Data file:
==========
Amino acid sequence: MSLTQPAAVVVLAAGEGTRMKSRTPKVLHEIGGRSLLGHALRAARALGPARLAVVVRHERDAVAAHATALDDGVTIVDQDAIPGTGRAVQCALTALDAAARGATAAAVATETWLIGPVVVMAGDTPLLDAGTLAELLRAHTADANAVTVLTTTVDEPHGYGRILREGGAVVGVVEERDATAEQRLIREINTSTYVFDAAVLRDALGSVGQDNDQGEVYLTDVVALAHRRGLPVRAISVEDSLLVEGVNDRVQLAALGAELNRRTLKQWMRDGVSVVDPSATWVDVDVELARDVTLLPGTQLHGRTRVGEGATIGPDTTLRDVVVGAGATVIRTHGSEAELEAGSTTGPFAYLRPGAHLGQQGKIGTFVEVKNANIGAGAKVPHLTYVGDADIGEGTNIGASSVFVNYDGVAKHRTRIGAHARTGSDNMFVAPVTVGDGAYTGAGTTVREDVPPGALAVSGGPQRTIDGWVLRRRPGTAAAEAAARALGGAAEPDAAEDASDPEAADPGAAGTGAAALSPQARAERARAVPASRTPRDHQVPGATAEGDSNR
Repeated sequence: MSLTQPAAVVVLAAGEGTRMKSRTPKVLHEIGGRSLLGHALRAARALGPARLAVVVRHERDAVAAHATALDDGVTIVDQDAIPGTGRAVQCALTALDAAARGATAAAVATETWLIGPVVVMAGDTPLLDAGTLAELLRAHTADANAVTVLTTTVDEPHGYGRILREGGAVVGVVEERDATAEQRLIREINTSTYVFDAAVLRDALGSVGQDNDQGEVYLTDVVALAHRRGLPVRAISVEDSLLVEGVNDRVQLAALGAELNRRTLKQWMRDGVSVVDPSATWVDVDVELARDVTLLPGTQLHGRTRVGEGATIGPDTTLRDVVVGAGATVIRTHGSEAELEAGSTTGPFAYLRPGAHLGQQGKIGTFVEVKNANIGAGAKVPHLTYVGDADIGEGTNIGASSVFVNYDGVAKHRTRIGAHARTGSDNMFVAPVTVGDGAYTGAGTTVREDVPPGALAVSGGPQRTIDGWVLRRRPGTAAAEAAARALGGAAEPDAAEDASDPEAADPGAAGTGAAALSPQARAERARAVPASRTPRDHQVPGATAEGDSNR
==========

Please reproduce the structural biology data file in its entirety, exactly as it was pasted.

Amino acid sequence: MSLTQPAAVVVLAAGEGTRMKSRTPKVLHEIGGRSLLGHALRAARALGPARLAVVVRHERDAVAAHATALDDGVTIVDQDAIPGTGRAVQCALTALDAAARGATAAAVATETWLIGPVVVMAGDTPLLDAGTLAELLRAHTADANAVTVLTTTVDEPHGYGRILREGGAVVGVVEERDATAEQRLIREINTSTYVFDAAVLRDALGSVGQDNDQGEVYLTDVVALAHRRGLPVRAISVEDSLLVEGVNDRVQLAALGAELNRRTLKQWMRDGVSVVDPSATWVDVDVELARDVTLLPGTQLHGRTRVGEGATIGPDTTLRDVVVGAGATVIRTHGSEAELEAGSTTGPFAYLRPGAHLGQQGKIGTFVEVKNANIGAGAKVPHLTYVGDADIGEGTNIGASSVFVNYDGVAKHRTRIGAHARTGSDNMFVAPVTVGDGAYTGAGTTVREDVPPGALAVSGGPQRTIDGWVLRRRPGTAAAEAAARALGGAAEPDAAEDASDPEAADPGAAGTGAAALSPQARAERARAVPASRTPRDHQVPGATAEGDSNR
Repeated sequence: MSLTQPAAVVVLAAGEGTRMKSRTPKVLHEIGGRSLLGHALRAARALGPARLAVVVRHERDAVAAHATALDDGVTIVDQDAIPGTGRAVQCALTALDAAARGATAAAVATETWLIGPVVVMAGDTPLLDAGTLAELLRAHTADANAVTVLTTTVDEPHGYGRILREGGAVVGVVEERDATAEQRLIREINTSTYVFDAAVLRDALGSVGQDNDQGEVYLTDVVALAHRRGLPVRAISVEDSLLVEGVNDRVQLAALGAELNRRTLKQWMRDGVSVVDPSATWVDVDVELARDVTLLPGTQLHGRTRVGEGATIGPDTTLRDVVVGAGATVIRTHGSEAELEAGSTTGPFAYLRPGAHLGQQGKIGTFVEVKNANIGAGAKVPHLTYVGDADIGEGTNIGASSVFVNYDGVAKHRTRIGAHARTGSDNMFVAPVTVGDGAYTGAGTTVREDVPPGALAVSGGPQRTIDGWVLRRRPGTAAAEAAARALGGAAEPDAAEDASDPEAADPGAAGTGAAALSPQARAERARAVPASRTPRDHQVPGATAEGDSNR